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Obama-Netanyahu Meeting Leaves Palestinian Officials Disappointed

Israel's Netanyahu, in his meeting with Obama, seemed to restrict the scope of possible talks with the Palestinians.
Israel's Netanyahu, in his meeting with Obama, seemed to restrict the scope of possible talks with the Palestinians. (By Marvin Joseph -- The Washington Post)
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By Howard Schneider
Washington Post Foreign Service
Tuesday, May 19, 2009

JERUSALEM, May 18 -- Palestinian officials on Monday said they were disappointed that a round of U.S.-Israeli talks in Washington produced no clear progress on the removal of Jewish settlements in the occupied West Bank or other issues they feel are crucial to rejuvenating stalled peace negotiations.

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After meeting with President Obama, Israeli Prime Minister Binyamin Netanyahu said he was ready to begin peace negotiations with the Palestinians "immediately." But he also reiterated positions that seem to restrict the scope of those talks -- namely that he would accept only a limited form of Palestinian self-government and that any talks would have to include Palestinian acceptance of Israel as a "Jewish state."

Senior Palestinian negotiator Saeb Erekat said the conditions seemed to undermine any negotiations before they even started.

"There is a difference between being a tough negotiator and a non-negotiator. What I heard today was a non-negotiator," said Erekat, who added that Palestinians had been looking for Monday's meeting to produce some sense of progress -- whether a statement from Netanyahu about the restriction of settlements or on the establishment of a Palestinian state.

"He says that he wants me to govern myself by myself. I have one simple question: How can I do that when roadblocks are suffocating us in towns and refugee camps? When the army makes incursions wherever they want? When the demolition of homes continues?" Erekat said.

Obama restated U.S. support for establishment of a Palestinian state -- something Netanyahu has opposed in the past, arguing that while the Palestinians should govern themselves, they should not have full state powers, such as the ability to raise an army, control airspace or make treaties.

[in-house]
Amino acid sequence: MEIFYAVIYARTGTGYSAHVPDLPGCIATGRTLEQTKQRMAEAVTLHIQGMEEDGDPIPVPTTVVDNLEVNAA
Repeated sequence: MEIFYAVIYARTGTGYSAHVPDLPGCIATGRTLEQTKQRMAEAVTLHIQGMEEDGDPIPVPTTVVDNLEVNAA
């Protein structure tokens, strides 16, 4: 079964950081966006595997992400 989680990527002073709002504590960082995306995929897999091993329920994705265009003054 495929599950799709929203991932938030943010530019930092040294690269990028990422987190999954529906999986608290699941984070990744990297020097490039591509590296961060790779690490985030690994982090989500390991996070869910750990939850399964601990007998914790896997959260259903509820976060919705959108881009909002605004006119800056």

Erekat said he was also cheered when Obama publicly noted what he regards as Israeli obligations to stop West Bank settlements and improve the humanitarian situation in the Gaza Strip, which has been under an Israeli embargo for more than three years.

But Netanyahu addressed neither of those issues directly in his comments, and his advisers afterward focused on what they regard as a key strategic success -- agreement between Netanyahu and Obama on opposing Iran's development of nuclear weapons technology.

Officials in Tehran say their nuclear program is for domestic energy purposes, while Israel and the United States fear the program is masking an effort to develop nuclear weapons -- a development Netanyahu feels would pose a threat to Israel's existence.

The issue is at the core of Netanyahu's thinking about the region, and his advisers said that Monday's public comments show that Obama agrees with him. Netanyahu argues that Arab states such as Egypt and Saudi Arabia also feel threatened by Iran and, as a result, are open to closer cooperation with Israel.

"There is the beginning of a strategic convergence of the Obama administration and the Netanyahu government," said Dore Gold, a Netanyahu adviser and former ambassador to the United Nations. "Both recognize that there are real dangers that could undermine the security of both countries, in particular Iran."

Expectations for the Obama-Netanyahu meeting have been building since the Israeli prime minister took office in late March, heading a coalition opposed in key ways to U.S. policy in the region, particularly on the issue of Palestinian statehood.

While there was no obvious tension between the two leaders in their public comments, Obama pledged again Monday that the United States would be active in trying to push Palestinian statehood forward.

Israeli opposition politicians said they had hoped Netanyahu would use his first trip to Washington to make a gesture toward the views of Israel's chief ally and patron.

"The problem is that Netanyahu is not brave enough to take the right steps in this direction," out of concern about losing support from members of his right-wing coalition, said Yoel Hasson, a member of the Israeli parliament from the opposition Kadima party.


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